BlogicBlog: View from the trenches

The blog about Java and XML with focus on troubleshooting issues and tools.

Sunday, May 21, 2006

Nested Archive Toolkit

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IBM alphaWorks has released an interesting tool called Nested Archive Tookit that allows to look inside the nested zip/jar/ear/war files. It looks to be useful for modification of config files deep inside the structure (e.g. web.xml inside foo.war inside bar.ear). It can also provide XML file with the description of the archive to the full depth. This makes it useful for postprocessing with XSLT and/or visualization tools.

There is a big problem with the tool however and it is its license. As with most of other alphaWorks tools, it uses 90 days evaluation license. This means that production use is not really allowed and certainly not for long term. Given that the tool is not for everyday use, it is questionable whether good evaluation can be made in the time permitted.

I have spoken with alphaWorks representative about the license issues at JavaOne and he said that it is possible to request for the tool to be open sourced. So, check it out and if it matches your needs, ask for it to be open sourced via license form.

Oh and your IBM id is most probably an email (this one catches me every time).

Finally, if the license issue irks you as much as it does me, there is always TrueZIP with its Apache license. TrueZIP has some advanced functionality of its own, so it is worth a good look as well.

BlogicBlogger Over and Out

Monday, May 15, 2006

JavaOne day 0 - the issues Sun will do nothing about

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A lot of interesting questions were asked at alumni-only fireside chat with Sun team today. I am only going to mention the questions Sun did not have a good story for.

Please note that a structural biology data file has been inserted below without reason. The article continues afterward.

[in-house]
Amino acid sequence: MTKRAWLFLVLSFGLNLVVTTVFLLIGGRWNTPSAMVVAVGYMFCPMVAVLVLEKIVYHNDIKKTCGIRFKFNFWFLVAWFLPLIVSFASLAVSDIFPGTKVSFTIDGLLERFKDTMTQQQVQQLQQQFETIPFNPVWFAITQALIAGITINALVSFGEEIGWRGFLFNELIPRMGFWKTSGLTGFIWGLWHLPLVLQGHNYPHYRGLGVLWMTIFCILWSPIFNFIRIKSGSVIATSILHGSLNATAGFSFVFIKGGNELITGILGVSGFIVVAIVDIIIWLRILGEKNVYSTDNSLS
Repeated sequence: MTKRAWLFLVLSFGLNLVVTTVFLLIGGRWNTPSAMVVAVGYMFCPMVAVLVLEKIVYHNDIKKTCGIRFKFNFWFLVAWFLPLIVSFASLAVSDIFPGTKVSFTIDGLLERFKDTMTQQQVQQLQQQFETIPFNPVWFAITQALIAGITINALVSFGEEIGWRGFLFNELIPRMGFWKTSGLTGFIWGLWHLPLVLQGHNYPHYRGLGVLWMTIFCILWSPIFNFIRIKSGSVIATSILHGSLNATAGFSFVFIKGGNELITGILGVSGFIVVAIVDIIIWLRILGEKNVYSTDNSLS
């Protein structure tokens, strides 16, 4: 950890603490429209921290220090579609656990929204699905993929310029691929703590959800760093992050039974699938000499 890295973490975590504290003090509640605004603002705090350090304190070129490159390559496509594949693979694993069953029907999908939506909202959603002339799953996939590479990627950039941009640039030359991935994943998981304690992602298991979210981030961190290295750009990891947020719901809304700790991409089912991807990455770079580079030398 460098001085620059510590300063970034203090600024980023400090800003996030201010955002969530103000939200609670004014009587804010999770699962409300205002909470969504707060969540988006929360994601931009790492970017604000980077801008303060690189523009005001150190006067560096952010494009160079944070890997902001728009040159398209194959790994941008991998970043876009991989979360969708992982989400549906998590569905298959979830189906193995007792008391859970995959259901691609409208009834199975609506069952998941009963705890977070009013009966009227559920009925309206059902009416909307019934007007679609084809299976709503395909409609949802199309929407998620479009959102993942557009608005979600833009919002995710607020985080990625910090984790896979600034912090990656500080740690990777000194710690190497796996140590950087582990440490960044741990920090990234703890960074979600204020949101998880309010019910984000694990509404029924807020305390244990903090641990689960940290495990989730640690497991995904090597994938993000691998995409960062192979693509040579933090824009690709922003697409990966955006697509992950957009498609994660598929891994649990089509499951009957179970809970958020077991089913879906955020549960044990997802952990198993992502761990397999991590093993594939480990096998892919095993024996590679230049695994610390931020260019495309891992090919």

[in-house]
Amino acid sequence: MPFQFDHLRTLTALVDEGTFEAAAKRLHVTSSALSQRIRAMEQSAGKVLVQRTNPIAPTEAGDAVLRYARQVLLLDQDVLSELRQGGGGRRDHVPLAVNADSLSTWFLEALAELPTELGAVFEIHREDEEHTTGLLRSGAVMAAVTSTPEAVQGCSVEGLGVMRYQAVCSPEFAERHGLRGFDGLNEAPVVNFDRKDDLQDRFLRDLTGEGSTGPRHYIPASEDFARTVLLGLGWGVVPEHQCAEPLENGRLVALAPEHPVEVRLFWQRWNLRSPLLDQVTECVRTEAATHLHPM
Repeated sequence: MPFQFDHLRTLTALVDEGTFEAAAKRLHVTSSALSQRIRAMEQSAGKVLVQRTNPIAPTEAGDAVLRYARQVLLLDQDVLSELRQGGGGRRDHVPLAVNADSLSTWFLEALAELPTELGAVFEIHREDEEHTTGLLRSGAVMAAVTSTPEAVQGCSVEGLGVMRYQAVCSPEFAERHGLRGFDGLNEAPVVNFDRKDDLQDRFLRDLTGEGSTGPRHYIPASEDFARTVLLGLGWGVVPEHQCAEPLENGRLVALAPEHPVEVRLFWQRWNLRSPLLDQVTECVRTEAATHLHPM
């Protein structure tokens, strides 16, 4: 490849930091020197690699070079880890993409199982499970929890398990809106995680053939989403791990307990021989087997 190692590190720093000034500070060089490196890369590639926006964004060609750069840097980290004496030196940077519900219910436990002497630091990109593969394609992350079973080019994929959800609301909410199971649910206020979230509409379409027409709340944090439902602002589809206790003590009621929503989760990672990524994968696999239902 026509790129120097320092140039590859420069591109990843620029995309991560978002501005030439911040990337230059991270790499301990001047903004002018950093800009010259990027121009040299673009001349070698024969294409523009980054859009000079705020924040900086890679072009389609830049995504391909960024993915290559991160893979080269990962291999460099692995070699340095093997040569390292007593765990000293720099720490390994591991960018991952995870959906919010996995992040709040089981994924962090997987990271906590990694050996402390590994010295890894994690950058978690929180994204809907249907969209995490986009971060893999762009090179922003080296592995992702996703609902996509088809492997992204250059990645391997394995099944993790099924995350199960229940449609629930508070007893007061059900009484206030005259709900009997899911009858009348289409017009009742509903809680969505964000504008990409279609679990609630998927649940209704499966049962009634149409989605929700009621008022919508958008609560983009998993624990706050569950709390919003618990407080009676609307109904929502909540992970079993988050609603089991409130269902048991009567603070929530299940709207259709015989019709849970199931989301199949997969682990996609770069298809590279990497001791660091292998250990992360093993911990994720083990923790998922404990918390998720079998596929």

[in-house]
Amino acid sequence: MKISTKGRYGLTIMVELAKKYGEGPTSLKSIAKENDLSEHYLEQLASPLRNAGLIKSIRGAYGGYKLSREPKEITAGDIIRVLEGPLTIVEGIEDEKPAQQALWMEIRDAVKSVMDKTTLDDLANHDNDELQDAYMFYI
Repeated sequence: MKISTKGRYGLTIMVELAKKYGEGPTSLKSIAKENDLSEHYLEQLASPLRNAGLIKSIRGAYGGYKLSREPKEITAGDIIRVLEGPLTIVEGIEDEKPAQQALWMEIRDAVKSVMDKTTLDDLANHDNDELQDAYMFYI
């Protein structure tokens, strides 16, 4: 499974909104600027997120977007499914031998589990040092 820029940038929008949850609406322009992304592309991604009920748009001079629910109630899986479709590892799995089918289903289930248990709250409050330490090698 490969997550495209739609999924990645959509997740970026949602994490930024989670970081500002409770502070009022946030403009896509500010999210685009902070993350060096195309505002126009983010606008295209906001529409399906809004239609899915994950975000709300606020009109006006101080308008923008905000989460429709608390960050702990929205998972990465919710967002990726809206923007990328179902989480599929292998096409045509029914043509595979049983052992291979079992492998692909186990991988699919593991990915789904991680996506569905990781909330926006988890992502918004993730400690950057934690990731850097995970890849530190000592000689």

• JVM on PDAs - Sun is pushing Java for Mobiles quite hard. Witness the support for SaveJe. This however is a difficult road especially in North America with vendor fragmentation and difficulties of implementing full multimedia/call-handling capabilities. A question was asked whether Sun would consider implementing JVM just a basic app environment for non-phone PDAs running Windows 2003/2005 and for phone PDAs but without full integration of call-capabilities (like IBM's j9, but better). The answer made it very clear that PDAs are not a target device by themselves and that phone integration is a goal, but only with full-functionality . I have a non-phone PDA and was hoping to have a good JVM for it, but it looks like I should just forget about it.
  • Multimedia (JMF) API - This one is well and trully dead. Sun is happy for somebody else to develop an alternative reference implementation, but they are not putting any money into it themselves. The basic reason is that they think it will take too much effort to get JMF to really useful state and they are not interested in making it less than perfect. Apparently, there is now a project to do an open-source alternative implementation; let's hope it works out.
  • Serial port/USB access - Serial port implementation is semi-dead and there is no USB implementation. Sun's response was that there is a JSR by IBM about USB access, but no further details or enthusiasm were forthcoming.